When you invest in traditional financial products (bonds, stocks, mutual funds, etc.), you expect your investment to produce a certain yield. Equally, the ultimate purpose of staking your NFTs is to get a return – a reward.

But this raises several questions: what kind of rewards do you get? And who issues those rewards?

If you purchase an investment bond, your reward at the end of the investment term will usually be money, a certain percentage based on the bond’s performance, length of investment, etc. The staking rewards system works similarly. You lock your stake in for a certain amount of time and you get rewards. Some platforms might offer a fixed amount, while others might give users different amounts, depending on how many people are participating, and the total size of the rewards pool.

And who pays these rewards? Well, the platform or protocol where you stake your NFTs. Normally, an algorithm would calculate the due rewards based on specified parameters, and the rewards would be deposited into your account at the agreed intervals. Now, what these rewards are, depends on the protocol or platform. Sometimes, you get the platform’s native tokens, other times you get tokens that you can exchange for fiat, and certain protocols issue tokens that can only be used within their own environment (a gaming platform, for example). Always check the terms and conditions when you sign up so you know exactly what rewards you will get, and how often.

Risk versus Reward

As with most financial endeavors, returns are never guaranteed and are not entirely without risk. If you put up collateral it means you risk losing that. In the case of a staking system, there are often 2 things to keep in mind. First of all, in most staking systems you will need to purchase a staking key to get started. Buying the key can be seen as an entrance fee to the platform and there are often a variety of keys, ranging from cheap and small ones to big and expensive keys. Of course, you hope to earn your investment into the key back but this is never guaranteed.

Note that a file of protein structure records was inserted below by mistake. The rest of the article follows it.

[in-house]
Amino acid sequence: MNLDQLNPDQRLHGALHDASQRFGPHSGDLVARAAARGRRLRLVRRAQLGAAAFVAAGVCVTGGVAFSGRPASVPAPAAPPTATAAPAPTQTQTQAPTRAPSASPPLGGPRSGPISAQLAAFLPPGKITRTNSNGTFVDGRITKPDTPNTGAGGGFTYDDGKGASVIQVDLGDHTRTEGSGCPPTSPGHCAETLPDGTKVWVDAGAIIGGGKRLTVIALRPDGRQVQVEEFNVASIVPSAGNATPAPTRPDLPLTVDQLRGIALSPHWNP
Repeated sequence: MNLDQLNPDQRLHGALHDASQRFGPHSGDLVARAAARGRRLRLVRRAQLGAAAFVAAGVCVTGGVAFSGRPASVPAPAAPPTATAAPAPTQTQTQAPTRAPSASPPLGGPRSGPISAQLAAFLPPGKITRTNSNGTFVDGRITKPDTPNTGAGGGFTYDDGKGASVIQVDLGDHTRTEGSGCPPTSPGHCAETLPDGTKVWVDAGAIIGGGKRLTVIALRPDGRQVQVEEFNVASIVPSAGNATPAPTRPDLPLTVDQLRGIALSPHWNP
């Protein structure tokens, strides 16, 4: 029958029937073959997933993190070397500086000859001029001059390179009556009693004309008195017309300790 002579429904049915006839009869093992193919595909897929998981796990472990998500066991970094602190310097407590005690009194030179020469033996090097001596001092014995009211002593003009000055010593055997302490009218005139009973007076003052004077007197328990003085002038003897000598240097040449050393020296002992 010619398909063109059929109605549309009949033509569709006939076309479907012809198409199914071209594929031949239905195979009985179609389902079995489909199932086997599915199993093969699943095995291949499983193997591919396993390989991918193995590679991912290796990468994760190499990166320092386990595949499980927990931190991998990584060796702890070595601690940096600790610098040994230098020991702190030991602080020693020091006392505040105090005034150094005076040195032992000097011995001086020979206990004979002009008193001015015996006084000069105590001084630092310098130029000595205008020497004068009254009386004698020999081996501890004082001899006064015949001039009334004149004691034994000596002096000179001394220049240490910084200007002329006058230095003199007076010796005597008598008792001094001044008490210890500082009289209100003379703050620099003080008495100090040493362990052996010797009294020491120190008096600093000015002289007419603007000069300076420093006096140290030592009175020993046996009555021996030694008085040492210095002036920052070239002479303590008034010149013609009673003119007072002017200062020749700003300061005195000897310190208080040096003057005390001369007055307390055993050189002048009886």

Another risk is that the staking platform can be hacked and you may lose your NFTs since they’re not in your custody anymore. While the right permissions setup (along with responsible project owners) can drastically reduce this risk, hacks are and will always be a risk for platforms holding considerable amounts of value.

Conclusion

NFT staking is a subset of the broader decentralized finance (DeFi) ecosystem. It is a relatively new practice in the space, but there already are several NFT management companies that offer staking services, including Zaisan, which launched a staking platform in collaboration with R2. While there is an inherent risk to using and creating a staking platform, this risk can be minimised by choosing the right partners and using secure setups.

All in all, staking is just another cool utility of NFTs, which are proving to be rather versatile assets that break new ground almost every day.